On stalking the stream try to work from the downhill side. Keep low and avoid throwing your shadow on the water. Minimize your casting motion. a quick, tight, and precise pitch or loft is best. An exaggerated motion can spook the trout.
Another rule of the thumb is to fish big baits with this tackle early in the season. The trout are hungry following ice out and will definitely strike a large offering such as a nightcrawler, bigger spinner, spoon, or plug. Spin fishermen, even the most novice, can easily toss these larger baits with this equipment.
The best overall presentation with spin tackle is the upstream cast. The bait or lure can then tumble downstream with the current. Turn the reel handle every so often to keep the line a little taunt. It is so much easier to detect strikes with the tighter line.
Keep in mind that any sudden drop in the drift of the monofilament can signal one of two things:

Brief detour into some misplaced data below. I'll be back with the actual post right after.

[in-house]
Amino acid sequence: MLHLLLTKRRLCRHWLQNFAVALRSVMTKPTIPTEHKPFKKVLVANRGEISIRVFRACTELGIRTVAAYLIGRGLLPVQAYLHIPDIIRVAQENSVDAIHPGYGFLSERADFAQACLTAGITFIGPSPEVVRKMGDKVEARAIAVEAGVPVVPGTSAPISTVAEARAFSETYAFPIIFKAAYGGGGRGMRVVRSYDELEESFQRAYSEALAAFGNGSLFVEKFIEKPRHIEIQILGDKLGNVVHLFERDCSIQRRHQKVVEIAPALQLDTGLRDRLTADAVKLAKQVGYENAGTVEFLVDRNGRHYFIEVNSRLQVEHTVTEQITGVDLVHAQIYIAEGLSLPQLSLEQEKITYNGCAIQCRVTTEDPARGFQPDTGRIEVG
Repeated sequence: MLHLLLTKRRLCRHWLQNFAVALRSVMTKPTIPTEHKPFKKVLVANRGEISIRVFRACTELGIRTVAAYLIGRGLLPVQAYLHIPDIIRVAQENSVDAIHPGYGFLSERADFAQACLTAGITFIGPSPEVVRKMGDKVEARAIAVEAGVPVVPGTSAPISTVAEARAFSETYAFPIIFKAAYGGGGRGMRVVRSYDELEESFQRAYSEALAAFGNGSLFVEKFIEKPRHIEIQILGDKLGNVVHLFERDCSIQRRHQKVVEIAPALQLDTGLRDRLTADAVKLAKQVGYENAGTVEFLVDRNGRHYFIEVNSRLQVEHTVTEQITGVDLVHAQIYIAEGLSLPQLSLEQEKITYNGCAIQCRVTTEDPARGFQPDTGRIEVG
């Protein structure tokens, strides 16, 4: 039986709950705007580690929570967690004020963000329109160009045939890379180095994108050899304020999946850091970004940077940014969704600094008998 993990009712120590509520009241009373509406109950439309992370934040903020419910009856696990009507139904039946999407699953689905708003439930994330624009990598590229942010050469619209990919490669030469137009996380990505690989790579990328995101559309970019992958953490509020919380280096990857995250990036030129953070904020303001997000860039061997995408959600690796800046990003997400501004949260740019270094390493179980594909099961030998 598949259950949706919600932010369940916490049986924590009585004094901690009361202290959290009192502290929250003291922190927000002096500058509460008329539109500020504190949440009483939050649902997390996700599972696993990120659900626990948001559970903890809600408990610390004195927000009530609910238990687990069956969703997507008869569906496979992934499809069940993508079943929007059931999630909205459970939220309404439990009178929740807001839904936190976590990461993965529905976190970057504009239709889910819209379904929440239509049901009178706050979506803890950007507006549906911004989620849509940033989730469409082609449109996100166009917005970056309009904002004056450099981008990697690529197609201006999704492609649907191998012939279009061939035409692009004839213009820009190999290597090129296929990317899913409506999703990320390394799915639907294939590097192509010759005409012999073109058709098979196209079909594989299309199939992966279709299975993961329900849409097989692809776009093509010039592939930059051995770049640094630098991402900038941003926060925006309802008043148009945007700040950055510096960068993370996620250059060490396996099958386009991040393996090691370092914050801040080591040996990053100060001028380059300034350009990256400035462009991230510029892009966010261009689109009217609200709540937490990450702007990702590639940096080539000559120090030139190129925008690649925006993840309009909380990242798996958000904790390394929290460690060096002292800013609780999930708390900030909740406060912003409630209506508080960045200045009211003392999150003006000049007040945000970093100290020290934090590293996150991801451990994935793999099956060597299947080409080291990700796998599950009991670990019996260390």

- the lure or bait is hung up on the bottom or,
- there’s a trout on!
If you feel the resistance on the end of the line and it pulls back, make a sharp set. If it’s a snag, try to gently shake it loose.
To reiterate once more – and it’s more crucial to understand this – whether you fish bait or lures with spinning gear, try to let the offering settle somewhat so that it reaches the bottom or is just above it. Sometimes a presentation made on or near the surface will indeed produce. Far too often, the angler makes the mistake of dragging the spinner, spoon, plug, or bait too quickly, well above the deeper spots that hold fish.